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  1. #1
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    Sep 2011
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    Secular Morality vs. Non-Secular Morality

    I'll try to keep this as short as possible.

    For the purposes of this debate, the terms are defined as follows:
    Morality: A system of standards & values used to evaluate actions as being good or bad with respect to the standards & values.
    Secular Morality (SM): A moral system (morality) which deals with morality outside of religious/theistic/dogmatic traditions and/or claims.
    Religious, or Non-secular Morality (RM): A moral system (morality) which is based on religious/theistic/dogmatic traditions and/or claims.

    This OP is not concerned with pointless questions or arguments surrounding subjective vs. objective morality - it deals solely with the moral systems which demonstrably/actually exist. Lines of argumentation relying on unsupported claims of subjectivity or objectivity will be disregarded.

    In order to determine which moral system is superior, the following criteria will be considered:
    1. The applicability of the system and it's standards & values to its participants.
    2. The system's ability to improve or be improved by its participants.
    3. The system's ability to provide reliable results according to its standards & values.
    4. The system's ability to resolve conflicts/disputes about its standards & values.

    Additional criteria may be suggested at any time.

    The following assessments can be made of each system according to each criteria:
    - The source of the (standards &) values is internal
    - The values are based on the views of the participants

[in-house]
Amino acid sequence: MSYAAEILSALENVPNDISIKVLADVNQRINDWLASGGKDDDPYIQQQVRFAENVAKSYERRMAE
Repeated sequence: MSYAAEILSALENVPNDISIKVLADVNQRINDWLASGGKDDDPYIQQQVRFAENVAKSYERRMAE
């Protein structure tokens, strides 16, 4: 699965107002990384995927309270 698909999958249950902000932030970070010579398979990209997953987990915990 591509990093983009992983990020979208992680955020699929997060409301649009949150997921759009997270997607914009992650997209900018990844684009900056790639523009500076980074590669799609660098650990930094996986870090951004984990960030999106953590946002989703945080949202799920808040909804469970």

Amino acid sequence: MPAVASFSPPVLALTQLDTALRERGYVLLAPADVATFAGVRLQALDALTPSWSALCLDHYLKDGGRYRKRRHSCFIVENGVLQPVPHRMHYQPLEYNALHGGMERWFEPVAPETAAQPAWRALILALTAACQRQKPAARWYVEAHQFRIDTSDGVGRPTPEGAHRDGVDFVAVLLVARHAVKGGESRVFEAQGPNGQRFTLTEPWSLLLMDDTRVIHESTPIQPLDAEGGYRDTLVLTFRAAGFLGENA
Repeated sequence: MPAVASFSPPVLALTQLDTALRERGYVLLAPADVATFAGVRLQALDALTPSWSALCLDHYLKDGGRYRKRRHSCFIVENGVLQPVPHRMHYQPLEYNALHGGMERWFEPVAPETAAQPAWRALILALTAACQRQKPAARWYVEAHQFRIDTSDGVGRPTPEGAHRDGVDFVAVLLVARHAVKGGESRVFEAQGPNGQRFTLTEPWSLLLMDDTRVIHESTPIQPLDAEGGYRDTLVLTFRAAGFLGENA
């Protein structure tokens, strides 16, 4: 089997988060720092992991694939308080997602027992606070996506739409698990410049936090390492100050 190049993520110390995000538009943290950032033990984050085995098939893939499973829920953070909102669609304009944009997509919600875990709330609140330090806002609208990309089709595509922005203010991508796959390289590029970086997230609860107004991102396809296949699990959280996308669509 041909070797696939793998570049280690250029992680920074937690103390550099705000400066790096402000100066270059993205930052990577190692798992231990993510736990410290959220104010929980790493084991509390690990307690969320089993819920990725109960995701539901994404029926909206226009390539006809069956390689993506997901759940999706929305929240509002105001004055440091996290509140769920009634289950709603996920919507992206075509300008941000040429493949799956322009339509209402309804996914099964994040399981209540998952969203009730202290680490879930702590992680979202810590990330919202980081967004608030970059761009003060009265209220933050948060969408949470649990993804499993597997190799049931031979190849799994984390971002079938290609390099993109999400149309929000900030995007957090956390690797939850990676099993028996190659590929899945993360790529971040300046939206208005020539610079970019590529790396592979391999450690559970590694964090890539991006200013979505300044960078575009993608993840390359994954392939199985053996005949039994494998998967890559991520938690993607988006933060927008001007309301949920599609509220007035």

- By definition serves the interests of the participants
    - Authority comes from a demonstration that the results achieve the goals set by participants
    - The authority is accepted by the participants

    - The source of the values is external
    - There is no direct link between the values and the participants
    - Does not necessarily serve the interests of the participants
    - Relies on external authority
    - The authority is imposed on the participants

    - Dynamic, permit, and encourage change
    - Change is driven by the goal of better serving the participants
    - Uses past experience in order to ensure the change best serves the participants

    - Rigid, not conducive to change, and the goal of change is not necessarily to better serve the participants
    - If change happens, the source & authority is external & not necessarily applicable to the participants
    - Usually changes happen only due to changes in SM, again external

    - Builds on past experience & improvements, therefore there are less new/unknown situations encountered and the system is better at dealing with future situations
    - Has the express goal of providing reliable results, with checks & balances to identify whether the system is achieving that goal
    - Complex & flexible, ensuring better results by allowing for discussion & modifications when providing results

    - Not necessarily intended to provide reliable results
    - Unable to adapt in order to do so

    - Conflict resolution is based on skeptical inquiry, rational justification, data, demonstrable results
    - Relies on rational discussion/debate & evaluation of evidence
    - Inclusive, discussions take place between the participants

    - Relies on conquest, coercion or conversion
    - Rigid & divisive, conflicts aren't actually resolved, but the conflicting parties simply converted

    Based on the above criteria, it's clear that secular morality is superior to religious (non-secular) morality.



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